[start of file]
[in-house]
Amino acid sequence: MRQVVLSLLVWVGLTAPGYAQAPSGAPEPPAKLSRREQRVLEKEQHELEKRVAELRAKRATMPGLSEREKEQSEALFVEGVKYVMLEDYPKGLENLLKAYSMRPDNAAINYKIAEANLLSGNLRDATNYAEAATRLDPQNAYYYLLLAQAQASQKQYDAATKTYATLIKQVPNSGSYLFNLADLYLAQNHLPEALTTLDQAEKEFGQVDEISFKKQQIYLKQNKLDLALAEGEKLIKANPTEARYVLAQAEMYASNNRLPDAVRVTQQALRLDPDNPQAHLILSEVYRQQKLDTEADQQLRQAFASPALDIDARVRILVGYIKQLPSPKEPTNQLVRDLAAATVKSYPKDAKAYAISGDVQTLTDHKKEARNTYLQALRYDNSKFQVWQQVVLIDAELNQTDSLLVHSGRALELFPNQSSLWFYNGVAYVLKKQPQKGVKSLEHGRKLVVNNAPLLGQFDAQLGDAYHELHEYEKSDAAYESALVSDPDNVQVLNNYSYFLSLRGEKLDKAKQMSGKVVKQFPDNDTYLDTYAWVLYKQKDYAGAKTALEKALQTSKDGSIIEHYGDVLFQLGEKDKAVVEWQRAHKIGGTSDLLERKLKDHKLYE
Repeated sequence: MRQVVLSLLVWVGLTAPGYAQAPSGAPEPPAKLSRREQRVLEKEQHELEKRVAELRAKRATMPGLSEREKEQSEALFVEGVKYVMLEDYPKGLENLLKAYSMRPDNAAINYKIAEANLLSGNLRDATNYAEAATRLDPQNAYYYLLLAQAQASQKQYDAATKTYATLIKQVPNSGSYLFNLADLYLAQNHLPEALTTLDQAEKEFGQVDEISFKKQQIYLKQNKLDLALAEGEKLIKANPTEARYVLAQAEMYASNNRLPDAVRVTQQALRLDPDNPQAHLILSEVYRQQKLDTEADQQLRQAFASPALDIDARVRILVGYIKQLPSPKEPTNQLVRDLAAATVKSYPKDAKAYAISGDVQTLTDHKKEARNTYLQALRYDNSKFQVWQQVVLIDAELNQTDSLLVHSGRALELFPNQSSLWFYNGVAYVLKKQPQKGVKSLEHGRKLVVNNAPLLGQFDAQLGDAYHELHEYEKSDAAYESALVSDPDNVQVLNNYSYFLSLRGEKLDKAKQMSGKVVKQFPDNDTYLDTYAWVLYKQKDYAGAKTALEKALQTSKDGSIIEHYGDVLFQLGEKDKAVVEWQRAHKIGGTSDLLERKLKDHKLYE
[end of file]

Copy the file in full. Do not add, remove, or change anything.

[in-house]
Amino acid sequence: MRQVVLSLLVWVGLTAPGYAQAPSGAPEPPAKLSRREQRVLEKEQHELEKRVAELRAKRATMPGLSEREKEQSEALFVEGVKYVMLEDYPKGLENLLKAYSMRPDNAAINYKIAEANLLSGNLRDATNYAEAATRLDPQNAYYYLLLAQAQASQKQYDAATKTYATLIKQVPNSGSYLFNLADLYLAQNHLPEALTTLDQAEKEFGQVDEISFKKQQIYLKQNKLDLALAEGEKLIKANPTEARYVLAQAEMYASNNRLPDAVRVTQQALRLDPDNPQAHLILSEVYRQQKLDTEADQQLRQAFASPALDIDARVRILVGYIKQLPSPKEPTNQLVRDLAAATVKSYPKDAKAYAISGDVQTLTDHKKEARNTYLQALRYDNSKFQVWQQVVLIDAELNQTDSLLVHSGRALELFPNQSSLWFYNGVAYVLKKQPQKGVKSLEHGRKLVVNNAPLLGQFDAQLGDAYHELHEYEKSDAAYESALVSDPDNVQVLNNYSYFLSLRGEKLDKAKQMSGKVVKQFPDNDTYLDTYAWVLYKQKDYAGAKTALEKALQTSKDGSIIEHYGDVLFQLGEKDKAVVEWQRAHKIGGTSDLLERKLKDHKLYE
Repeated sequence: MRQVVLSLLVWVGLTAPGYAQAPSGAPEPPAKLSRREQRVLEKEQHELEKRVAELRAKRATMPGLSEREKEQSEALFVEGVKYVMLEDYPKGLENLLKAYSMRPDNAAINYKIAEANLLSGNLRDATNYAEAATRLDPQNAYYYLLLAQAQASQKQYDAATKTYATLIKQVPNSGSYLFNLADLYLAQNHLPEALTTLDQAEKEFGQVDEISFKKQQIYLKQNKLDLALAEGEKLIKANPTEARYVLAQAEMYASNNRLPDAVRVTQQALRLDPDNPQAHLILSEVYRQQKLDTEADQQLRQAFASPALDIDARVRILVGYIKQLPSPKEPTNQLVRDLAAATVKSYPKDAKAYAISGDVQTLTDHKKEARNTYLQALRYDNSKFQVWQQVVLIDAELNQTDSLLVHSGRALELFPNQSSLWFYNGVAYVLKKQPQKGVKSLEHGRKLVVNNAPLLGQFDAQLGDAYHELHEYEKSDAAYESALVSDPDNVQVLNNYSYFLSLRGEKLDKAKQMSGKVVKQFPDNDTYLDTYAWVLYKQKDYAGAKTALEKALQTSKDGSIIEHYGDVLFQLGEKDKAVVEWQRAHKIGGTSDLLERKLKDHKLYE